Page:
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Hamline is ready to name its business school after you (but you'll need $25 million)

It may all appear unseemly, but small colleges must do what they can to survive.

It may all appear unseemly, but small colleges must do what they can to survive. Hamline University

Hamline University has long been the disadvantaged sister of St. Paul's private colleges. It sits in down-on-its-luck Midway, competing against the academic prestige of Macalester and the formidable pocketbook of St. Thomas, both of which luxuriate in much fancier neighborhoods.

So it's hoping to do something about it with a $110 million fundraising campaign. And in a strikingly honest bout of salesmanship, its price list lays bare how you—yes, you—can buy your way into prominence at a modern university.

Unfortunately, you'll need cash. Hamline's cheapest vanity donation comes in at $100,000, which will land a faculty office in your name. This may require a second mortgage, but at least you'll be able to claim dominion over the Bud and Tina Waldemeyer Room situated down a corridor in the English Department.

If you really want to overextend your credit, you can have a pool or classroom named in your honor for $1 million. Even better would be the Jimmy Bjornquist School of Business or the Candi Kapler School of Education. The naming rights to either graduate school can be yours for $25 million.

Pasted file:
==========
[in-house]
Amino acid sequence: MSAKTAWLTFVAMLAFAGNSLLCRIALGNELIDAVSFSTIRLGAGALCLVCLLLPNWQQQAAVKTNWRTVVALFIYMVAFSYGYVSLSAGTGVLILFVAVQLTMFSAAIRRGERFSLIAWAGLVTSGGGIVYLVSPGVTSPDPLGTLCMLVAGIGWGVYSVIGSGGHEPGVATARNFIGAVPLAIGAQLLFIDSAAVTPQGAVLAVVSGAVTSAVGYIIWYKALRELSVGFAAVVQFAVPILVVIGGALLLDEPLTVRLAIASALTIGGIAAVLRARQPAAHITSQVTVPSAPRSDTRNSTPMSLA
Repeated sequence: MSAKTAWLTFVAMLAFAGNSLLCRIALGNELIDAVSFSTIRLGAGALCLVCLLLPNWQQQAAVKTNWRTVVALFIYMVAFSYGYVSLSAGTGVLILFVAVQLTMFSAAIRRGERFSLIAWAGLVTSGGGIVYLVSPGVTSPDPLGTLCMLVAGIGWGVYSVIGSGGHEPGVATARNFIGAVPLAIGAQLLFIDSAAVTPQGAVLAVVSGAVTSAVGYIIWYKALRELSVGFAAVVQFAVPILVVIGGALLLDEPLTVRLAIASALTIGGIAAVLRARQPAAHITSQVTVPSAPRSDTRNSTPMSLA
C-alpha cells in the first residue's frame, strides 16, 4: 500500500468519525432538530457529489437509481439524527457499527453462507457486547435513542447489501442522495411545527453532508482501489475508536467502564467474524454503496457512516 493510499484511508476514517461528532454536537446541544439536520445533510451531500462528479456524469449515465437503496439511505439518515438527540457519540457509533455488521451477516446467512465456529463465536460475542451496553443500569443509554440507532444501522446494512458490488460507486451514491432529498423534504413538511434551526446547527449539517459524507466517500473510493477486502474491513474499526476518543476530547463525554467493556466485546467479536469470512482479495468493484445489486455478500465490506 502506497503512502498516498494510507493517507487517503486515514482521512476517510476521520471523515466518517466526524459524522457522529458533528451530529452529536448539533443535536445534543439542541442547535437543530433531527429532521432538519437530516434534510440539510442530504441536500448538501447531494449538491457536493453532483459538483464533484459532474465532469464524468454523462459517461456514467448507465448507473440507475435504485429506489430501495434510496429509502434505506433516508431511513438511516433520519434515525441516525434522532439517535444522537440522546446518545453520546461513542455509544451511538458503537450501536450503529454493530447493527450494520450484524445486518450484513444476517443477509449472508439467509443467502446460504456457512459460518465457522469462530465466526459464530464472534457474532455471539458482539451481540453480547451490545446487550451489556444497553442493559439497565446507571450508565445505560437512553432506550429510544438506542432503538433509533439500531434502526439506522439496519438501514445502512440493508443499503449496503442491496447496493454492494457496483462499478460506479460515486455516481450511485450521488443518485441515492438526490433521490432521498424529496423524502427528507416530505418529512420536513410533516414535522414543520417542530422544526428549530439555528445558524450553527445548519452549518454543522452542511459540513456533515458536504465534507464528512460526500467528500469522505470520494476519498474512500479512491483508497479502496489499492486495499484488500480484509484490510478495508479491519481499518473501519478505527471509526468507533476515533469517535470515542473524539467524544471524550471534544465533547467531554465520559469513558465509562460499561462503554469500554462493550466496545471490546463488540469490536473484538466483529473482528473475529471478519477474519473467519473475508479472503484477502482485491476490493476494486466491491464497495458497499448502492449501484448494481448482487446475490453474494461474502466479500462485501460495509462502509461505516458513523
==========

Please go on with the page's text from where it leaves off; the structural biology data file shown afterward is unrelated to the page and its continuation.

For institutions of truth and higher thought, it can appear rather unseemly to sell oneself to the highest bidder like this. Especially when such honors have a tendency to disappear when a bigger checkbook comes along. After 3M ponied up major coin, the University of Minnesota decided that Mariucci Arena would sound much cooler if it was called 3M Arena at Mariucci, with the latter part in smaller print.

Then again, schools have little choice if they hope to survive. Hamline has just 3,400 students. Its enrollment has declined by 23 percent in the past five years, though that's in part due to a law school merger with William Mitchell. Throw in soaring tuition rates, fattened administrative rosters, and Minnesota's middling interest in higher education—we rank 23rd among states in per capita funding—and you're forced to get creative.

Hamline isn't the only one taking a pounding. Schools from Bethel to Winona State have suffered double-digit enrollment declines since 2014. St. Cloud State is down 3,000 students.

So if you someday find yourself with an MBA from the Kris Lindahl School of Business, you'll know why.